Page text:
Travis Stevens first came on my radar during the release of Sarah Adina Smith’s acclaimed thriller, Buster’s Mal Heart, because of Stevens’ production company, Snowfort Pictures. Since then I’ve watched as Snowfort has continued to produce quality genre films, many of which have cemented themselves in the hearts of horror fans far and wide.
Now Travis has stepped into a new role as director for his first film, GIRL ON THE THIRD FLOOR, which just saw its World Premiere at the SXSW Film Festival this weekend. The film, which is a modern version of a haunted house tale, is both refreshing, thought-provoking, and unsettling with visually striking camera shots and subtle scares that will leave you feeling chilled to the bone.
For the release of his feature film debut, I had the chance to speak with Travis about GIRL ON THE THIRD FLOOR where we discussed everything from the true story surrounding the house, working with CM Punk, and how the #MeToo movement fits within the themes of the story.
Congratulations on GIRL ON THE THIRD FLOOR! We really loved the film and are so happy to see it having its World Premiere at the SXSW Film Festival. To start things off, can you tell those who may not be familiar with the film a little bit about it?
Travis Stevens: GIRL ON THE THIRD FLOOR is a haunted house story for 2019. We start with a bit of a familiar set up of a family moving into a house to have a new start; however [over the course of the film] the house begins to reveal the rottenness of some of the characters.
GIRL ON THE THIRD FLOOR is your feature-film debut and not only did you direct it but you also wrote the story. What pushed you to want to direct this and how did the story come about?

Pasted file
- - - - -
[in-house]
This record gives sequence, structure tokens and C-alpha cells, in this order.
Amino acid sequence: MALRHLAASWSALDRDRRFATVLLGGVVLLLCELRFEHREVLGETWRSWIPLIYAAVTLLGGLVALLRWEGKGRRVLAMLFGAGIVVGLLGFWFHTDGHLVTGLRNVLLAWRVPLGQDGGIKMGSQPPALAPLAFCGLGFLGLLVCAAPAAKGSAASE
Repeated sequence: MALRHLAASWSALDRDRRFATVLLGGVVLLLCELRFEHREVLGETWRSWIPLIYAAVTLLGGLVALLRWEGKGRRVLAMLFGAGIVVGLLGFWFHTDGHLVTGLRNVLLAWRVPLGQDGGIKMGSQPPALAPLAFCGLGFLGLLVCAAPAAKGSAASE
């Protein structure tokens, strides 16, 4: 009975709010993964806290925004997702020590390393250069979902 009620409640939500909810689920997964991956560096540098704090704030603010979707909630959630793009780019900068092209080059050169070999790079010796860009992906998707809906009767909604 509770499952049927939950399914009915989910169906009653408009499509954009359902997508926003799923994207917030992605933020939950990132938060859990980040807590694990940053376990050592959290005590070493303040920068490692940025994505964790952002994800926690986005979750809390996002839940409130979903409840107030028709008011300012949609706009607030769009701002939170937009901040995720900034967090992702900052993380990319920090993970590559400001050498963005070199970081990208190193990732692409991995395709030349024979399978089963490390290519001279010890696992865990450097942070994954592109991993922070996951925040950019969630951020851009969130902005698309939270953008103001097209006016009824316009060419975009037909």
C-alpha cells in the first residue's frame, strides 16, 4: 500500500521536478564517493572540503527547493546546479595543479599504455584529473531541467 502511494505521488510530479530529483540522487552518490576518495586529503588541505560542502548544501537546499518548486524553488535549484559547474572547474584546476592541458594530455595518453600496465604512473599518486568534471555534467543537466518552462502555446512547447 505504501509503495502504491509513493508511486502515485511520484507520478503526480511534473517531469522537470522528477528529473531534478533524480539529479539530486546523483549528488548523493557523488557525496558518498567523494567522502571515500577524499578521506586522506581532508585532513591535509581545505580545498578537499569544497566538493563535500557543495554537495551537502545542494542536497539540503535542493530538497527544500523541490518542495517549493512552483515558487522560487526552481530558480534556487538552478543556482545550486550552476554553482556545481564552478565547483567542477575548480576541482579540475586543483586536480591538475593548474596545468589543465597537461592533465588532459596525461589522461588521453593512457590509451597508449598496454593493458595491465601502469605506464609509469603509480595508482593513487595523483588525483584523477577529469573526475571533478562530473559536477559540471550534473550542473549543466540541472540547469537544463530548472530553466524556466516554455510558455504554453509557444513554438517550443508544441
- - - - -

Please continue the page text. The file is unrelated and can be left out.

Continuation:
TS: The idea to do a movie in that house came from my producing partner Greg Newman who lived in the area. When the house came on the market, he started doing some investigating and found out that the house had a long history of terrible things happening there. He thought it was a really great idea to shoot a haunted house movie in an actual haunted house. The initial idea for the film came from Greg and then it became a process of trying to figure out what story to tell there. In the course of hearing lots of pitches and looking at the material nothing felt fresh, but during the process of going through all that I came up with my own take on a story. Eventually, it got to the point where it seemed like I should give this a try. I think for me, creatively, my take on this particular story was looking at the history of the house which was reported to have been a bordello in the past. The fact that it sits across from an old German church seemed to be a great starting point for what to explore in the story.
I really enjoyed all the performances in GIRL ON THE THIRD FLOOR; however, I really felt like CM Punk stole the show. Can you talk a little bit over the overall casting and how you knew he was the right person for the role of Don?